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The New South Ansley, Kylie, Micalah, Trenton, Ethan.

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Presentation on theme: "The New South Ansley, Kylie, Micalah, Trenton, Ethan."— Presentation transcript:

1 The New South Ansley, Kylie, Micalah, Trenton, Ethan

2 The South after the Civil War The South was completely destroyed Slaves were freed Northern soldiers occupying the region

3 Rebuilding infrastructure During the Civil War, Union soldiers destroyed everything in their path that was important to the South's industry- bridges, railroads

4 Land distribution After the war, there was a saying that slaves would get "forty acres and a mule" Although, constitutionally, the government couldn't take away land from people who owned it. Whites were reluctant to selling blacks their land Therefore, freed people had to go back to plantations and work for wages.

5 What went in place of slavery... With no more slaves, plantation workers had to find paid workers Most were tenant farmers

6 Tenant farmers Many freed slaves could only get work as tenant farmers Workers would pay to live on the land that they worked on Workers could not make very much and it wasn't a very good living.

7 Agriculture After the war, the south decided to not rely on one or two crops, instead they decided to grow several crops. Two new kinds of tobacco were identified Boom for cotton for northern industries

8 Agriculture Rice and sugar cane in Louisiana In Alabama, they were producing large amounts of iron, limestone, and coal for the rest of the nation. Southern pines were in high demand after the war for rebuilding homes that had been damaged during the war The south also now supplied majority of the worlds hydroelectricity.

9 Economics South's 'confederate' money was now worthless Price of cotton fell drastically (too much in the world) Decreased labor force Undeveloped railroads Blacks: almost always in debt when working as a tenant farmer

10 Political changes With the loss of the Confederate government, Southern residents turned to leaders within their community. Local leaders became known as "Redeemers", for their efforts to redeem the South from being dominated by Yankees. Republicans, Independents, and Populists called the Redeemers "Bourbons", meant to imply they were reactive, not proactive.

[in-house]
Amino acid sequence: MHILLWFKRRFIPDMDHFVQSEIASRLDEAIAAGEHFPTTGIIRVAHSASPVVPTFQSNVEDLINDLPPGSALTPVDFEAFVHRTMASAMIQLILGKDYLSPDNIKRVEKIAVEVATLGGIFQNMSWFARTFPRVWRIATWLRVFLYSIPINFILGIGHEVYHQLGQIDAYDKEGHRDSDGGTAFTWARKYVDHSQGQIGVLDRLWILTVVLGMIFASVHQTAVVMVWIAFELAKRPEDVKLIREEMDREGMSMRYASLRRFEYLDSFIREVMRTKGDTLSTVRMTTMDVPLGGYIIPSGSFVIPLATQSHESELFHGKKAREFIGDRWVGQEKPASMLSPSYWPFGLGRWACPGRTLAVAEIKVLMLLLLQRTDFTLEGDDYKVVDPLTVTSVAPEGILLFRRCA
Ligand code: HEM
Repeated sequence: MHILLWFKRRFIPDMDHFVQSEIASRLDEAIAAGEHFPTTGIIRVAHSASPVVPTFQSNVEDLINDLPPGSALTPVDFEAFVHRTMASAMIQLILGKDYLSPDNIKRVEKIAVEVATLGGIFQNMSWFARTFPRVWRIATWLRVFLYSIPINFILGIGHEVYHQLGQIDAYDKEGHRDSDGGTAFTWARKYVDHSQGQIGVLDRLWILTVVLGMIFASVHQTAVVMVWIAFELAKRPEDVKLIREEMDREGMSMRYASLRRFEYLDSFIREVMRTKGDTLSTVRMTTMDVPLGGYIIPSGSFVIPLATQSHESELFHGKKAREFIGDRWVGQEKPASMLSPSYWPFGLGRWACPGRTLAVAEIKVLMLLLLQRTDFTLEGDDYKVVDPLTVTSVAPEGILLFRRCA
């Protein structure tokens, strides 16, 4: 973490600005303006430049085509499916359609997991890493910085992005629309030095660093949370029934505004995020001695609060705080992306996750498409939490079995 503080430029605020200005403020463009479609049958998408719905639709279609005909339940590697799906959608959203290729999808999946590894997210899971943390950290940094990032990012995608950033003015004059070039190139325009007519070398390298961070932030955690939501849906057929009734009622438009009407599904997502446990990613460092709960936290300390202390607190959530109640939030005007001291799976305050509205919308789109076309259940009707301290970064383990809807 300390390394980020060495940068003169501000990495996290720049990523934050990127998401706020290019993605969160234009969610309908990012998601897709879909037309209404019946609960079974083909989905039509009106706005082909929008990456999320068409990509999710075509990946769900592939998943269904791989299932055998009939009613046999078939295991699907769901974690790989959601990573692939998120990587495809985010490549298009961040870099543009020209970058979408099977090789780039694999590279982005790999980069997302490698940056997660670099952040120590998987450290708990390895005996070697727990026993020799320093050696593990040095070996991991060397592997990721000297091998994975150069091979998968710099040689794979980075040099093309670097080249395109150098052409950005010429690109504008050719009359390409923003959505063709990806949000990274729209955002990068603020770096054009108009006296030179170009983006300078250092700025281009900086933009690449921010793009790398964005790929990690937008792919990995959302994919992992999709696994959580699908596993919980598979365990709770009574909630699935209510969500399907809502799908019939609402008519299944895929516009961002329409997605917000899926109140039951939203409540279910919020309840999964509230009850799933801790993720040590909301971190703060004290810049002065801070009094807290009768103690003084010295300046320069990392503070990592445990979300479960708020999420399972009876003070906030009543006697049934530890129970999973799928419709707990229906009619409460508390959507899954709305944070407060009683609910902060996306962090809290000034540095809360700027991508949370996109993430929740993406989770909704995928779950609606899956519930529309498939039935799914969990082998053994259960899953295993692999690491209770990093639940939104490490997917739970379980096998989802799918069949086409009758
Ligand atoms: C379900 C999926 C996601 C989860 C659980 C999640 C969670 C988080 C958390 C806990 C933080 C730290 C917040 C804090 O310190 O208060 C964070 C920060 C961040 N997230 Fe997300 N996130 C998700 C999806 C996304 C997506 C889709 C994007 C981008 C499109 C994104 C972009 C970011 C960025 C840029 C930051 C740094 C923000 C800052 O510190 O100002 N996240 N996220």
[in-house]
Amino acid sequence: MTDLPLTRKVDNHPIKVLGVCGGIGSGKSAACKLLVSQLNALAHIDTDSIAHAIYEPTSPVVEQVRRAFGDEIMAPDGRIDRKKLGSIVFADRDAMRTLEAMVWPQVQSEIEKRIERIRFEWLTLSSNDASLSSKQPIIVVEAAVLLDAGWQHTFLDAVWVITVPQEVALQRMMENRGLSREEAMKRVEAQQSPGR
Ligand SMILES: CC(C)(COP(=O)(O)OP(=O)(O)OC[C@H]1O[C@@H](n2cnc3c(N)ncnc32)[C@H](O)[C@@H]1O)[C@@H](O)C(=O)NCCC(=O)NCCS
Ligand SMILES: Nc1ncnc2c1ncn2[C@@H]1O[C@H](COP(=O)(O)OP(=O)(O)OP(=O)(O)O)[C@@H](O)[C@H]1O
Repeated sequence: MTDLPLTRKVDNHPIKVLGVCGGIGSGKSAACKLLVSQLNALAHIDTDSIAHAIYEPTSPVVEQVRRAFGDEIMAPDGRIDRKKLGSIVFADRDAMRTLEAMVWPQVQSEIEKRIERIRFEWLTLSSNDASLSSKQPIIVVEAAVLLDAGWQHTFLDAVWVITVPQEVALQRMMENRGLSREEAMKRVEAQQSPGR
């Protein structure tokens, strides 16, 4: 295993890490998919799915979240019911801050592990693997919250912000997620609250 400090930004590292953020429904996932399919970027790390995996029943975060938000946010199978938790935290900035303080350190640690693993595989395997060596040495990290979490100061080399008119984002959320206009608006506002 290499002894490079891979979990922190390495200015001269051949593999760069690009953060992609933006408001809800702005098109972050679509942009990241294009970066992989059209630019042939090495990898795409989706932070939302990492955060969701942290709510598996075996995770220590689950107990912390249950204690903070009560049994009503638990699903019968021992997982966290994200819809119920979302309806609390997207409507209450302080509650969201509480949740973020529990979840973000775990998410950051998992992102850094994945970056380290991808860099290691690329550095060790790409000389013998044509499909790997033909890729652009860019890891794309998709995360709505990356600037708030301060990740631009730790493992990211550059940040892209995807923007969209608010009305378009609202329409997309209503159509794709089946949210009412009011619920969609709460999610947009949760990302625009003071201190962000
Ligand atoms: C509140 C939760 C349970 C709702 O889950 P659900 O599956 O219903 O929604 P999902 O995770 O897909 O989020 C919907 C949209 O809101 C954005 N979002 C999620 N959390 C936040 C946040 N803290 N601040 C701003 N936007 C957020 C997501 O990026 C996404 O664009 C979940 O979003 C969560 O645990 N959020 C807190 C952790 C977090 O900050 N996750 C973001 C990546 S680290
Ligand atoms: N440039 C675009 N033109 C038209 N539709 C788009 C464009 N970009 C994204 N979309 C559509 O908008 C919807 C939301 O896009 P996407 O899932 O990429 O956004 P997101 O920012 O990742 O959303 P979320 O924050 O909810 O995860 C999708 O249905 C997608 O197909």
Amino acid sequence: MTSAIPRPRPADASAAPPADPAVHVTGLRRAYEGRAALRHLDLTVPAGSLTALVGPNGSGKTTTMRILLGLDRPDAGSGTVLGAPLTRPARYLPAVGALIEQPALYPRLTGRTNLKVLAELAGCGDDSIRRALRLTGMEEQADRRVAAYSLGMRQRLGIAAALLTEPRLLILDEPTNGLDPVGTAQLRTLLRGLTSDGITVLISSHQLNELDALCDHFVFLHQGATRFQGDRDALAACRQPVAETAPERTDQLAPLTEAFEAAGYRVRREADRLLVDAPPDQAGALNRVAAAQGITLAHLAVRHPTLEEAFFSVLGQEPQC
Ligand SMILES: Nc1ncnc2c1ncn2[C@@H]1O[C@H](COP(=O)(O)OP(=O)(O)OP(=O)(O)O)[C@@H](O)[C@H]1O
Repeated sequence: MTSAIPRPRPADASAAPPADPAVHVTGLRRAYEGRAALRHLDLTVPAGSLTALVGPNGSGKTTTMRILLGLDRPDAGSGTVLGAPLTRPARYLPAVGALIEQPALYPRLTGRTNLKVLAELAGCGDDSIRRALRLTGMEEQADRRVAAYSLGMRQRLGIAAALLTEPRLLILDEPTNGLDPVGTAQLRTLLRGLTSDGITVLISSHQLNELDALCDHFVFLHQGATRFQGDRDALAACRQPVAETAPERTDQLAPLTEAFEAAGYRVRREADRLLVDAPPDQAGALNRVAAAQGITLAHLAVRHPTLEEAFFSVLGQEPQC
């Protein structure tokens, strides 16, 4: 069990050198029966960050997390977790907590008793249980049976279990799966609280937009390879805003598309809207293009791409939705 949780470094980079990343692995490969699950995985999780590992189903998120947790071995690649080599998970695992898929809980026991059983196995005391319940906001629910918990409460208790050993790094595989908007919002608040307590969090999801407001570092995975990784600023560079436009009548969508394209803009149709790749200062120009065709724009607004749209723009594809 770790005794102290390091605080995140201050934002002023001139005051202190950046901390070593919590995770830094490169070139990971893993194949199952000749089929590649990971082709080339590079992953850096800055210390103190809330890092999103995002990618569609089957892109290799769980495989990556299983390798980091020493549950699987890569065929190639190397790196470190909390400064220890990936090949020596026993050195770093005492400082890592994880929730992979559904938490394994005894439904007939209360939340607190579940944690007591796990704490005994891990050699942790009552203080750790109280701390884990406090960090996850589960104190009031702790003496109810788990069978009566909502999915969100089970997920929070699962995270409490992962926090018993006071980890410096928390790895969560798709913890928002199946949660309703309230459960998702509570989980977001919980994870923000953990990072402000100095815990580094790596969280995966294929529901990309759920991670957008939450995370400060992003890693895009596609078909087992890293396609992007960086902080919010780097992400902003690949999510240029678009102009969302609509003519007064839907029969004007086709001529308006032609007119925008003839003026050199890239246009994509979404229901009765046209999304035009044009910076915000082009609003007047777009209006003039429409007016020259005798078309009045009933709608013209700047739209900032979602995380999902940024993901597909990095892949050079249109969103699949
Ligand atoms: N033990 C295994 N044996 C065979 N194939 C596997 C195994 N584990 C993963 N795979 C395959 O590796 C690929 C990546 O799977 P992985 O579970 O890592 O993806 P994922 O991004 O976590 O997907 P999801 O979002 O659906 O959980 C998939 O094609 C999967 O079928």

11 Political Changes Changing the mindset of the South allowed for several black politicians to emerge as leaders. South Carolina and Georgia both had black representatives in congress, although they always represented areas with high density of black residents.

12 Segregation Now that blacks were free, many Southerners did not want to assimilate with them. Jim Crow laws heavily segregated blacks from whites

13 Rights were not enforced Black Codes Voting- while blacks were given the right to vote, they usually had to pass a reading test. This was a problem, as most slaves could not read.

14 Violence KKK- included former confederate veterans As blacks were becoming more prominent in political organizations, the clan was out to kill them, and get them out of the government.

15 Forgiving the North Robert. E Lee, Confederate General, also wanted to move forward from war. He urged Southerners to forgive and become friends again. Lincoln did not punish South. Instead reconciliation. North showed their desire to have the Southern states brought back as loyal citizens and voters.

16 Sources

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